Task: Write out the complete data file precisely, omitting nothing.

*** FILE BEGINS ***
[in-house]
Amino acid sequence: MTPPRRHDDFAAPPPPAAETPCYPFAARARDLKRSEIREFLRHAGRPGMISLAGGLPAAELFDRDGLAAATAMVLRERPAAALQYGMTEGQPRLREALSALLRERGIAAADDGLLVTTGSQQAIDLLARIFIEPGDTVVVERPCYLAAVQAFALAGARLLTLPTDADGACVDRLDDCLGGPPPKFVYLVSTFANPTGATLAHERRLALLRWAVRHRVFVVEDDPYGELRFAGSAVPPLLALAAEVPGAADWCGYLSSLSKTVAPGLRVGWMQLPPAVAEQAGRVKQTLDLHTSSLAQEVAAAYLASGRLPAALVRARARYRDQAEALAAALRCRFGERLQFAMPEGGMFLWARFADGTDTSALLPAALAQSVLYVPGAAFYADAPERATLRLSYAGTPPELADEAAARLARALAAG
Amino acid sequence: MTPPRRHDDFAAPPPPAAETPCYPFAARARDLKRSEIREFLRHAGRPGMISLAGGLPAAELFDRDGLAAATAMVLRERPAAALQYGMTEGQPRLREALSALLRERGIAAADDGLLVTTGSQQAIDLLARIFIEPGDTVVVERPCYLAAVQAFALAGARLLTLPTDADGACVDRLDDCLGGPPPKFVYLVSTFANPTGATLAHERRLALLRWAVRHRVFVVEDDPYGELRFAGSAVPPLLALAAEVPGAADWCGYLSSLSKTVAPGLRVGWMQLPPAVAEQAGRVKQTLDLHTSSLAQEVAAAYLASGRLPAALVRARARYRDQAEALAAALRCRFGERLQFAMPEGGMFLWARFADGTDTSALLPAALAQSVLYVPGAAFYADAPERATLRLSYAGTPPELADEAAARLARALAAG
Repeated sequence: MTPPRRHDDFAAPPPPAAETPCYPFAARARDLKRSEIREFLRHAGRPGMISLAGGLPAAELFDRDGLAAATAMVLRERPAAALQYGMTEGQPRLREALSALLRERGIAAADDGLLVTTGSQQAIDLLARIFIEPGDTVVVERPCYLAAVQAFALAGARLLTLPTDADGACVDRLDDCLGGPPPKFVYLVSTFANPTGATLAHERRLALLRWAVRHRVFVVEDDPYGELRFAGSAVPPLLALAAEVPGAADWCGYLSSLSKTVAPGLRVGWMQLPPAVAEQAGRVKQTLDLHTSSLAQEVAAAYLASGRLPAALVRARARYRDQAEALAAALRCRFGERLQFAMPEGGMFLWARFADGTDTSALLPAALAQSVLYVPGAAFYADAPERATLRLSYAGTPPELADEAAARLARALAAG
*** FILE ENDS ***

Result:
[in-house]
Amino acid sequence: MTPPRRHDDFAAPPPPAAETPCYPFAARARDLKRSEIREFLRHAGRPGMISLAGGLPAAELFDRDGLAAATAMVLRERPAAALQYGMTEGQPRLREALSALLRERGIAAADDGLLVTTGSQQAIDLLARIFIEPGDTVVVERPCYLAAVQAFALAGARLLTLPTDADGACVDRLDDCLGGPPPKFVYLVSTFANPTGATLAHERRLALLRWAVRHRVFVVEDDPYGELRFAGSAVPPLLALAAEVPGAADWCGYLSSLSKTVAPGLRVGWMQLPPAVAEQAGRVKQTLDLHTSSLAQEVAAAYLASGRLPAALVRARARYRDQAEALAAALRCRFGERLQFAMPEGGMFLWARFADGTDTSALLPAALAQSVLYVPGAAFYADAPERATLRLSYAGTPPELADEAAARLARALAAG
Amino acid sequence: MTPPRRHDDFAAPPPPAAETPCYPFAARARDLKRSEIREFLRHAGRPGMISLAGGLPAAELFDRDGLAAATAMVLRERPAAALQYGMTEGQPRLREALSALLRERGIAAADDGLLVTTGSQQAIDLLARIFIEPGDTVVVERPCYLAAVQAFALAGARLLTLPTDADGACVDRLDDCLGGPPPKFVYLVSTFANPTGATLAHERRLALLRWAVRHRVFVVEDDPYGELRFAGSAVPPLLALAAEVPGAADWCGYLSSLSKTVAPGLRVGWMQLPPAVAEQAGRVKQTLDLHTSSLAQEVAAAYLASGRLPAALVRARARYRDQAEALAAALRCRFGERLQFAMPEGGMFLWARFADGTDTSALLPAALAQSVLYVPGAAFYADAPERATLRLSYAGTPPELADEAAARLARALAAG
Repeated sequence: MTPPRRHDDFAAPPPPAAETPCYPFAARARDLKRSEIREFLRHAGRPGMISLAGGLPAAELFDRDGLAAATAMVLRERPAAALQYGMTEGQPRLREALSALLRERGIAAADDGLLVTTGSQQAIDLLARIFIEPGDTVVVERPCYLAAVQAFALAGARLLTLPTDADGACVDRLDDCLGGPPPKFVYLVSTFANPTGATLAHERRLALLRWAVRHRVFVVEDDPYGELRFAGSAVPPLLALAAEVPGAADWCGYLSSLSKTVAPGLRVGWMQLPPAVAEQAGRVKQTLDLHTSSLAQEVAAAYLASGRLPAALVRARARYRDQAEALAAALRCRFGERLQFAMPEGGMFLWARFADGTDTSALLPAALAQSVLYVPGAAFYADAPERATLRLSYAGTPPELADEAAARLARALAAG